Are you scared of your pension? Here’s how to take back control
PUBLISHED: 14:36 13 April 2018 | UPDATED: 14:36 13 April 2018
When you’re younger, it’s hard to imagine what will happen when you become old. It seems like such a long time away.
We all realise we’re ageing at some point. It might be the first few grey hairs, or a few health issues, or the moment when you don’t know any songs in the top 10.
But when the realisation creeps up on you that time is not on your side, it can be pretty scary.
I recently asked over 10,000 of Resolver’s users what they felt about retiring, and the results were startling. Half of the respondents were worried that they weren’t saving enough for retirement and half of those were not saving anything at all.
A large part of these concerns come from having to find much more money (that people don’t think they have) to cover the gap in retirement planning. But the other major sticking point is the sheer complexity of pensions and retirement planning.
The results from the survey revealed:
• Less than a third of people felt they were saving enough for retirement, while half didn’t know if they were saving enough (25%) or weren’t saving anything (24%).
• Four in 10 people admitted to not knowing enough or having a very limited understanding about how their work or personal pension works.
• 35% of people were worried that they wouldn’t have enough money when they retired, while one in 10 had no savings at all.
• Only 25% of people were able to identify how much the maximum current state pension is. (£159.55).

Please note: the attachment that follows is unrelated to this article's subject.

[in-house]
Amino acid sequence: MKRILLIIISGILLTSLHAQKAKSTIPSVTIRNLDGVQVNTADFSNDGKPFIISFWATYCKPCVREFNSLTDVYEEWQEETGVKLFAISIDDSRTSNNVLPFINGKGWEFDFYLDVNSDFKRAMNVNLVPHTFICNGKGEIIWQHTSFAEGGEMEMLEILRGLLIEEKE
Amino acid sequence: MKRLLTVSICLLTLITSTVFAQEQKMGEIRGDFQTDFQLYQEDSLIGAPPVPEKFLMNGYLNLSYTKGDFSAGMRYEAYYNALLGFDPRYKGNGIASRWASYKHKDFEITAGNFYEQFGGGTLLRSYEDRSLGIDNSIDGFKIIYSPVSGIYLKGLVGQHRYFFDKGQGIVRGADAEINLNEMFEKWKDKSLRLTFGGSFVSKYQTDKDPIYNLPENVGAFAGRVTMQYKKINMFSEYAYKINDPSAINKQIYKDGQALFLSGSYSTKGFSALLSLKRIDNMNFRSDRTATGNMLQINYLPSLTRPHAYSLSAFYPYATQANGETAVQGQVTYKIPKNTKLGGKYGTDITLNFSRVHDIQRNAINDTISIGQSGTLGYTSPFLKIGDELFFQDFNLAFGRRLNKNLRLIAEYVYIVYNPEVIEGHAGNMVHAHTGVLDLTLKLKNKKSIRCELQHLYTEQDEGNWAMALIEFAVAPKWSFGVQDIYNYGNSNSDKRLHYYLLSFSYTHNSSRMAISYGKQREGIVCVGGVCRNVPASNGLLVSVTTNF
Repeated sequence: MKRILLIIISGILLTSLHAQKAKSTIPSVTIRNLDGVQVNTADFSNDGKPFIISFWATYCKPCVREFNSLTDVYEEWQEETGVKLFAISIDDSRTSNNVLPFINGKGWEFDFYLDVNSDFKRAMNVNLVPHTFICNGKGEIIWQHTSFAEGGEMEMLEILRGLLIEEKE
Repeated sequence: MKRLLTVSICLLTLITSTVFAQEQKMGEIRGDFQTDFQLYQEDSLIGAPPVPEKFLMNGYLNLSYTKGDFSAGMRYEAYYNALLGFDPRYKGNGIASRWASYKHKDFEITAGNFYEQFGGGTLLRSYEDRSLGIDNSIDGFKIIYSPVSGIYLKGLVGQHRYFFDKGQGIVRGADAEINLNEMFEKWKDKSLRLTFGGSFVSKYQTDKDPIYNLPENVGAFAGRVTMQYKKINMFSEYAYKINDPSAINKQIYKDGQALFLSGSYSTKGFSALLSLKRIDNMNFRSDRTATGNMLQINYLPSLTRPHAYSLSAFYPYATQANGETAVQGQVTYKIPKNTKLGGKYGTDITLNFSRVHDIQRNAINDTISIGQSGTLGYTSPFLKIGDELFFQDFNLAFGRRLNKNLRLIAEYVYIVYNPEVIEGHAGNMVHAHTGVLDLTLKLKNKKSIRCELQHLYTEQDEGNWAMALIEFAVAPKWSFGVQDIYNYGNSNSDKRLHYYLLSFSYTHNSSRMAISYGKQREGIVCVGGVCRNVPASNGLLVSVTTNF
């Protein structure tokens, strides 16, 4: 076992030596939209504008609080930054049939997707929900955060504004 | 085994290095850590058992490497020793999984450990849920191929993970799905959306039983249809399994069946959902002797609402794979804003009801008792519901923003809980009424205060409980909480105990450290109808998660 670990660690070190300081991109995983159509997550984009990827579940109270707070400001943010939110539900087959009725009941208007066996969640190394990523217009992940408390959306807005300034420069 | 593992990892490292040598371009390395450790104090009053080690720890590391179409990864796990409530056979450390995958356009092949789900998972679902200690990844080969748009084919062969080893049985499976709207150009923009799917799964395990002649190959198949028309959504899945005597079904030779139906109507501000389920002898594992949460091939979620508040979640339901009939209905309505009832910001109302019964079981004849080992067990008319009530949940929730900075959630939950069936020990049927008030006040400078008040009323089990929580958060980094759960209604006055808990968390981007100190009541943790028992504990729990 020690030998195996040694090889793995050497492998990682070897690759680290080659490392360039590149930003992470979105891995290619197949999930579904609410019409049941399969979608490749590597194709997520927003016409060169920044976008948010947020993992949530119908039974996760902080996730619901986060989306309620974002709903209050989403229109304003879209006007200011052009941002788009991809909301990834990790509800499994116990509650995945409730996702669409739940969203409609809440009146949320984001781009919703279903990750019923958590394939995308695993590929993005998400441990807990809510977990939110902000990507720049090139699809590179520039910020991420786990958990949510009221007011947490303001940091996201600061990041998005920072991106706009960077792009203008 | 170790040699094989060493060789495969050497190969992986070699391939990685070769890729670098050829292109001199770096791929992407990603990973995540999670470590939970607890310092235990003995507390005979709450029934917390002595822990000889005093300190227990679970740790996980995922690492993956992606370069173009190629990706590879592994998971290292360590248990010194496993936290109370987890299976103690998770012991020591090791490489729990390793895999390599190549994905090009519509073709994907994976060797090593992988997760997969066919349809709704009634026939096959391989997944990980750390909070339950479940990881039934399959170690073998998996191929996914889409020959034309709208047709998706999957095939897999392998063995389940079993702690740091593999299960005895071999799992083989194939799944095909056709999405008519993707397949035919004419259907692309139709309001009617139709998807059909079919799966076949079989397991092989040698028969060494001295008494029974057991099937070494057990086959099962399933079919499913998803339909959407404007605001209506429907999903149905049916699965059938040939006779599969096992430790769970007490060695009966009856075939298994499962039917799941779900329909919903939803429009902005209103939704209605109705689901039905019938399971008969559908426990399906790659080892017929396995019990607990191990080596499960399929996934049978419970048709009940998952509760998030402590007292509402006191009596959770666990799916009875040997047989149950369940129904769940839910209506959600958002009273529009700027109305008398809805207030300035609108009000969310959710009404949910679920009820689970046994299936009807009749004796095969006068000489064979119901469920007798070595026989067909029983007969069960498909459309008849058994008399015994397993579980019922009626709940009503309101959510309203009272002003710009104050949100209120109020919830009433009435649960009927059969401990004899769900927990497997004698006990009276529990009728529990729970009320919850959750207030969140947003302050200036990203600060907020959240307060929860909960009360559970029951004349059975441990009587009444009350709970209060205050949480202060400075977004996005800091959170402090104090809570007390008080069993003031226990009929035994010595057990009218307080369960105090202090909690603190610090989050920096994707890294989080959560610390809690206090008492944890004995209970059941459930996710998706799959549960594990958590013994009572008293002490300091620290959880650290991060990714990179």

Over 40% of people taking the survey said they understood little or nothing about how pensions worked.
I don’t blame them. For too long, the pensions industry has been complicated and intimidating.
What’s worse, many pension providers charge huge fees and commission payments for managing pensions.
In one awful case I saw, a man’s entire pension fund was whittled away over 20 years by the fees that were being applied to it.
I spoke to Michelle Cracknell, the chief executive at the Pensions Advisory Service to ask her why she thought people struggled with pension and retirement issues.
She told me people often put decisions about their pension in the ‘too hard’ box.
While pension providers are trying to improve their communications, the volume of paper received is very off-putting and people often don’t know how to get started.
In addition, there are many different types of pensions with different rules applying, depending on when they were taken out. It can therefore be difficult for people to understand how their pension works, she said.
So I believe we need a pensions revolution in this country. We need to stop being afraid and ask how our pensions are working in simple terms.
We need to take good financial advice and transfer our savings to providers who don’t charge ridiculous sums of money. We need to complain if we’ve been mis-sold or misled.
So why not get started today? Here are a few tips.
• Find out more about your existing pensions and encourage pension providers to explain in simple terms how pension pots work. My ultra-simple guide to pensions is now on the Resolver website.
• Make a complaint if you’re unhappy with the way your pension has been sold, administered or mis-managed. Don’t forget to ask how much your pension is worth and how much is taken in charges.
• Speak to The Pensions Advisory Service for everything from help finding a missing pension scheme to finding out how much you can save each year tax-free.
• Speak to Pensionwise if you’re approaching retirement age with a defined contribution pension pot and want to know about your retirement options.
Whatever happens, don’t give up! Seize control over your retirement funds and you’ll feel so much better.
• James Walker is the founder of consumer website Resolver.co.uk
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